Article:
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About this poet

Adrian Blevins received a BA from Virginia Intermont College in 1986, an MA in fiction from Hollins University in 1990, and an MFA in poetry from Warren Wilson College in 2002.

She is the author of Appalachians Run Amok (Two Sylvias Press), winner of the Wilder Series Book Prize and forthcoming in 2018; Live from the Homesick Jamboree (Wesleyan University Press, 2009); and The Brass Girl Brouhaha (Ausable Press, 2003), winner of the Kate Tufts Discovery Award. 

Of her work, Linda Gregerson writes, “Edgy, double-timing, favoring the feint and swerve, she plays the momentums of slang and syntax, run-on and compression for all they’re worth.”

With Karen McElmurray, Blevins edited Walk Till the Dogs Get Mean: Meditations on the Forbidden from Contemporary Appalachia (Ohio University Press, 2015). The recipient of a Rona Jaffe Writer’s Foundation Award, she teaches at Colby College in Waterville, Maine.


Bibliography 

Live from the Homesick Jamboree (Wesleyan University Press, 2009)
The Brass Girl Brouhaha (Ausable Press, 2003)

Status Report

            I love-love-loved the alphabet
back when I could use it to go OMG & WTF

vis-à-vis some shady late capitalist wrongdoing
such as the rich & famous floating off the continent

in the most flagrant of boats, leaving just
the youngsters & me here on the prairie

to keep everything intact with just this sugar on the mantle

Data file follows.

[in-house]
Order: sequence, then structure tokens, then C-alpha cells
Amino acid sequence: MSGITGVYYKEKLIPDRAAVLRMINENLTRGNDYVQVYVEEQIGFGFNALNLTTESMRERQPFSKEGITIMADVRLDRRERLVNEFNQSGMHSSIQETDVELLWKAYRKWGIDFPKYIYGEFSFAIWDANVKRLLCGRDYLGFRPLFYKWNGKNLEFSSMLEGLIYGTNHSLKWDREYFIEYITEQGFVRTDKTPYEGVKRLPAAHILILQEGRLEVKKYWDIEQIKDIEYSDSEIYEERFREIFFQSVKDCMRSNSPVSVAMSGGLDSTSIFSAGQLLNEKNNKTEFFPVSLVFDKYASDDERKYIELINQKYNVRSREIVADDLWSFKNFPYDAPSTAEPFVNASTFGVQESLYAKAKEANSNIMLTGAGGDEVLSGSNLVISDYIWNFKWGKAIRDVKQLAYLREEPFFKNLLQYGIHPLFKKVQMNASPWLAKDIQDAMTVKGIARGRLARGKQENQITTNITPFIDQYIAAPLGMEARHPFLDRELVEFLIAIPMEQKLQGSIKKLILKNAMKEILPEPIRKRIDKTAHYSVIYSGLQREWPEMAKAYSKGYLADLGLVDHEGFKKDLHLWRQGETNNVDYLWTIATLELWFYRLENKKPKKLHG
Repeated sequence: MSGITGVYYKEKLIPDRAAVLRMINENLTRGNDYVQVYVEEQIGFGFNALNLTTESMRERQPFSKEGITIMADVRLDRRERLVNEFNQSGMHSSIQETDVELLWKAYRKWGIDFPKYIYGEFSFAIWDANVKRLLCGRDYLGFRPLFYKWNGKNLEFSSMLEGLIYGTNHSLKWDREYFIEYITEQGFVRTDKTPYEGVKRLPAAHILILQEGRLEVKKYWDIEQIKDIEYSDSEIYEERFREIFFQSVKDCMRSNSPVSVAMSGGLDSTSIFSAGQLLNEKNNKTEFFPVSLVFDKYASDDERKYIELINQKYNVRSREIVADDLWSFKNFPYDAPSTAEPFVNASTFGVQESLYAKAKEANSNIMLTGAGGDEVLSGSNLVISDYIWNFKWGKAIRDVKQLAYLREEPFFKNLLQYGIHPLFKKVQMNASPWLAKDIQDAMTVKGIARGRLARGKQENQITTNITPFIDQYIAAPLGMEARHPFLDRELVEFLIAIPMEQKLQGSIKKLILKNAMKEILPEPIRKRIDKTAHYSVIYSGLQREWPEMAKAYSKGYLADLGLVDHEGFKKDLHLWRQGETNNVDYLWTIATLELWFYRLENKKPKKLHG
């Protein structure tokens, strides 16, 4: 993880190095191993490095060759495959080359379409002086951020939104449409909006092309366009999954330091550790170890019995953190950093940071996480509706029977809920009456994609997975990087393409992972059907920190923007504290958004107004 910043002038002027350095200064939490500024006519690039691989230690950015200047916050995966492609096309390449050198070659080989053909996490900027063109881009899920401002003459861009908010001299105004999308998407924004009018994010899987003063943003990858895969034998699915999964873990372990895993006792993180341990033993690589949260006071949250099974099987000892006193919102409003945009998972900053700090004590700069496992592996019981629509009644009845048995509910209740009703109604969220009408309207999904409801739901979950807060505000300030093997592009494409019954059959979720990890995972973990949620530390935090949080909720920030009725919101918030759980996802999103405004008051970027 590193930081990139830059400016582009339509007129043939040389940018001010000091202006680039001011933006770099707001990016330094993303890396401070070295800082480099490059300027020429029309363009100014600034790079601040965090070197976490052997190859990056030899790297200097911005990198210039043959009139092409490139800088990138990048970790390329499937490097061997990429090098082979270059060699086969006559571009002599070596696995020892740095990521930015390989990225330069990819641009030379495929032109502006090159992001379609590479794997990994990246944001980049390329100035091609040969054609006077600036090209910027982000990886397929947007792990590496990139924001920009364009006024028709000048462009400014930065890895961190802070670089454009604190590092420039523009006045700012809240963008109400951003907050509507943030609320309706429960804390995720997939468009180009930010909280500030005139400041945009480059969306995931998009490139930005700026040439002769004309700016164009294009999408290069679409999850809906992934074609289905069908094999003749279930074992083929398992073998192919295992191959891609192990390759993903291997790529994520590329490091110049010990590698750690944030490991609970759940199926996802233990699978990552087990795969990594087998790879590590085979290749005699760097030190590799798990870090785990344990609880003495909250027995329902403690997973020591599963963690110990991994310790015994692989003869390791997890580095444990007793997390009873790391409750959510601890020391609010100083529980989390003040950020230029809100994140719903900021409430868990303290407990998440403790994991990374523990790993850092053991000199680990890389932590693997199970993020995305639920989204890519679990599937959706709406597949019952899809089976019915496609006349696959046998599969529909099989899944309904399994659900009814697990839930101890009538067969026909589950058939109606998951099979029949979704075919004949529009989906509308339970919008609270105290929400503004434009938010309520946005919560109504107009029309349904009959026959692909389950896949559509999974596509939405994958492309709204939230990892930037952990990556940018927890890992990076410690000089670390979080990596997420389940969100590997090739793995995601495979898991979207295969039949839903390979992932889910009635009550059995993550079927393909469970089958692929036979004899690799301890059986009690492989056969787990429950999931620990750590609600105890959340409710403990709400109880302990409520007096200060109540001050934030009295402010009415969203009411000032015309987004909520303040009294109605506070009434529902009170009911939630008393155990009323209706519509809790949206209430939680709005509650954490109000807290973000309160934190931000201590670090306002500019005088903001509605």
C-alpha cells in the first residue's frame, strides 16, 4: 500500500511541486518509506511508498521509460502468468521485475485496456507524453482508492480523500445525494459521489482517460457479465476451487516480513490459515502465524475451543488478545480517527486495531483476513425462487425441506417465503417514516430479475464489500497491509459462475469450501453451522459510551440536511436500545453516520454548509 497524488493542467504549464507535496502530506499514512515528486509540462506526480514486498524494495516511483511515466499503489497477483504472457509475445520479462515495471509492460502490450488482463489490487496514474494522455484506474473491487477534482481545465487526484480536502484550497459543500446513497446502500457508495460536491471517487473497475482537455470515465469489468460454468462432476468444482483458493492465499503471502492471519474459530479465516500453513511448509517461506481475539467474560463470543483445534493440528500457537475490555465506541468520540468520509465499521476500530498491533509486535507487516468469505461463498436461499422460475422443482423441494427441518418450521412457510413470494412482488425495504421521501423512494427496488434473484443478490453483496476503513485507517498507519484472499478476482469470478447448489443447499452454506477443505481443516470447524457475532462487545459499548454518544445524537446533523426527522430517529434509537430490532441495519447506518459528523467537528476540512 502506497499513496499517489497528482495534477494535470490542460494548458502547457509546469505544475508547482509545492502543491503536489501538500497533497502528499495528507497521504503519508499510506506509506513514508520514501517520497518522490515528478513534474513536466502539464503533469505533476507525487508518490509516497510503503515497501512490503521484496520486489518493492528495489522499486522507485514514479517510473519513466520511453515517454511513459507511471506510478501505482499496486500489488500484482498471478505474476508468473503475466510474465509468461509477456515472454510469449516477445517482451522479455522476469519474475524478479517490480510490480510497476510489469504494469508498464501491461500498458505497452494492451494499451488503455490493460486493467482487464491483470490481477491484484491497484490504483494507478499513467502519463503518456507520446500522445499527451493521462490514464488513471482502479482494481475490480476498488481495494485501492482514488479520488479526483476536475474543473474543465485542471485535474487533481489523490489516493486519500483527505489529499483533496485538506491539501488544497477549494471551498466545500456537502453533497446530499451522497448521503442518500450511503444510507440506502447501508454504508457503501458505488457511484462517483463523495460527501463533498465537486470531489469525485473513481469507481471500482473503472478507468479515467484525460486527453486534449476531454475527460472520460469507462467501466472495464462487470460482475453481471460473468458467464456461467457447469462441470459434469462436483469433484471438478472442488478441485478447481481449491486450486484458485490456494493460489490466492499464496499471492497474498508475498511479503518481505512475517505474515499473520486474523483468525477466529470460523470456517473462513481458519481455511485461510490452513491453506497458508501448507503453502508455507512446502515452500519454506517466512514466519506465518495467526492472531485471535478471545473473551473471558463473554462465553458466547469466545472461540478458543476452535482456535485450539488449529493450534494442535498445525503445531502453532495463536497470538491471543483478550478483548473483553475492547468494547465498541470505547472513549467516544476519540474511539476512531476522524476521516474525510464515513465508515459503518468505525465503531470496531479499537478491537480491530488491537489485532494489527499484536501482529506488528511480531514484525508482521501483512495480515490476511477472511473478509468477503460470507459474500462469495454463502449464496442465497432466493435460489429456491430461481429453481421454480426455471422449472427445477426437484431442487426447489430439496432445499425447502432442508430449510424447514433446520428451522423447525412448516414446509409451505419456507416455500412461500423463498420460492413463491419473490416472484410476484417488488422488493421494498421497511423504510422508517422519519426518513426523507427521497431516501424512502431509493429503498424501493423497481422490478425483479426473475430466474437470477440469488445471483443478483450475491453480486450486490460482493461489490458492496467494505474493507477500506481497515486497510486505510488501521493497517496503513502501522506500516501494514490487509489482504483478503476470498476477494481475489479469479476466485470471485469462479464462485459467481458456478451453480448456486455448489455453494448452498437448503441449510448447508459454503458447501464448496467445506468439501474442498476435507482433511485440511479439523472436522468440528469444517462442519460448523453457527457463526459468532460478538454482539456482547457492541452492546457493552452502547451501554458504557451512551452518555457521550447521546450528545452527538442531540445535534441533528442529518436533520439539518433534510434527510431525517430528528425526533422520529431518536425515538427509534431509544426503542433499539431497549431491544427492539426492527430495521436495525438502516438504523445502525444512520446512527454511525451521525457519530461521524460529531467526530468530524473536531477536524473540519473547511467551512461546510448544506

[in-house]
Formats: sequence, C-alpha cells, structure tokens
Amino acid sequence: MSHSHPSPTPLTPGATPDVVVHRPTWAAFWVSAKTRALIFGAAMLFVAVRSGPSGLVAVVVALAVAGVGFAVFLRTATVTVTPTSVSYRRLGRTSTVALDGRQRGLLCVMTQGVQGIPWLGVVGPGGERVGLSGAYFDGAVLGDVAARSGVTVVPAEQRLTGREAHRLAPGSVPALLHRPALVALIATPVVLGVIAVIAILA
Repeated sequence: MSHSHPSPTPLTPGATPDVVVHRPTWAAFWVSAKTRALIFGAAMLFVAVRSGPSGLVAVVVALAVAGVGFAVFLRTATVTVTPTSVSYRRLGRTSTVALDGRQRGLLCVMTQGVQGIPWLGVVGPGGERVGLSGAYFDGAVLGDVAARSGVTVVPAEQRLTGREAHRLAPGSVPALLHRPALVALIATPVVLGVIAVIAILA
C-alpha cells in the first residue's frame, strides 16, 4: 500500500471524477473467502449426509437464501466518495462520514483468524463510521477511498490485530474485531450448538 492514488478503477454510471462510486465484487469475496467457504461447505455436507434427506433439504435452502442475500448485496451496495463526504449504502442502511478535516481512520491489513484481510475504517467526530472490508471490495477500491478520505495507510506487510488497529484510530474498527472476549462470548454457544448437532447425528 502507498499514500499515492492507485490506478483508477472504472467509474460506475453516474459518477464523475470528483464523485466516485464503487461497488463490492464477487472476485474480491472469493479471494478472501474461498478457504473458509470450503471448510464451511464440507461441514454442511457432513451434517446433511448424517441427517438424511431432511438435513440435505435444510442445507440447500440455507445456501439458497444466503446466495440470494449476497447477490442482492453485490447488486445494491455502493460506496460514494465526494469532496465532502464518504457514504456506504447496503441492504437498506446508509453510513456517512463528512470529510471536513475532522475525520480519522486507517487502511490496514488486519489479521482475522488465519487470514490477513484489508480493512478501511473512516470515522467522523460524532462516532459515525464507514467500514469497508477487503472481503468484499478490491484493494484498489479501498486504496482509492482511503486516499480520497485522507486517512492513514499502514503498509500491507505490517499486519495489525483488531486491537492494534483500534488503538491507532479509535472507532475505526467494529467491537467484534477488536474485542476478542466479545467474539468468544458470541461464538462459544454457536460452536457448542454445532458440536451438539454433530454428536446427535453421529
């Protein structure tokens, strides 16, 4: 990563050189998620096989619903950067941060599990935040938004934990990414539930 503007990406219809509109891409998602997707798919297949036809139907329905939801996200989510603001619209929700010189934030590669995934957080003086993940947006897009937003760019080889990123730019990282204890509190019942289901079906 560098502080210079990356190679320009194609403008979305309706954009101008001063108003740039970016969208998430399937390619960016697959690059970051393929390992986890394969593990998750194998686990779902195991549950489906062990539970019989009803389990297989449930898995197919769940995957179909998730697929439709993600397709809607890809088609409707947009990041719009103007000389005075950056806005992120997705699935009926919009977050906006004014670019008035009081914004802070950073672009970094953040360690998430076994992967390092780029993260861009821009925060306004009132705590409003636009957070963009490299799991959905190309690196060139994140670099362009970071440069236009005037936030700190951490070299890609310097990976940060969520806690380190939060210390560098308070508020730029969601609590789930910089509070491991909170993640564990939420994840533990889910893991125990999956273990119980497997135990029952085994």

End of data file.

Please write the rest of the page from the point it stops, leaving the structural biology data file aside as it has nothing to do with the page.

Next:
in its charismatic tin.  But then the youngsters

got up from the knitting circle & put down their seedcakes
& other organic whatsits, saying OMG & WTF to me

as in in reference to me like what I had on was not just
the dress, the feeling unfortunately was, but also

a shawl as in a cloak as in a stole as in a shroud. 
That’s when I finally knew what animals

youngsters just naturally are.  What piles of tractor parts. 
What fishheads in a sink!  So now I’m using my Rosetta Stone

to examine the language of rhinos for the impenetrable skin
& the language of axes for the battle for when our foes return

to knock down our pretty little door. & here
I just wanted to sit out the rest of my days

with my sweeties by the hearth & talk the talk to hold at bay
whatever apocalyptic thing’s got our number as in our address

as in the extent to which we were born to fight moneyed reprobates
with just our lingo as in our candidness & cheeky verbal fluidity

if that’s what you want to call running out the clock on the ends of things
            in an old lonesome song like this. 

Originally published in Crazyhorse. Copyright © 2016 by Adrian Blevins. Used with the permission of the author.

Originally published in Crazyhorse. Copyright © 2016 by Adrian Blevins. Used with the permission of the author.

Adrian Blevins

Adrian Blevins

Adrian Blevins is the author of Live from the Homesick Jamboree (Wesleyan University Press, 2009). She lives in Maine.

by this poet

poem
Back when my head like an egg in a nest  
was vowel-keen and dawdling, I shed my slick beautiful 
and put it in a basket and laid it barefaced at the river 
among the taxing rocks. My beautiful was all hush 
and glitter. It was too moist to grasp. My beautiful 
had no tongue with which to lick—no discernable
poem

As for living to the side of yourself like a pile of rice
                        in the vicinity of the fish (as for being an eye-self
                                    hanging above a body-self

content with separating cowboy stuff

poem

Even the large babes were small.
They were like two empty toilet paper tubes you glue together into a bazooka to blow at the cosmos through. 
They were like hummingbirds on a spit. 
Hummingbirds, goldfinches, wrens—something that’s got its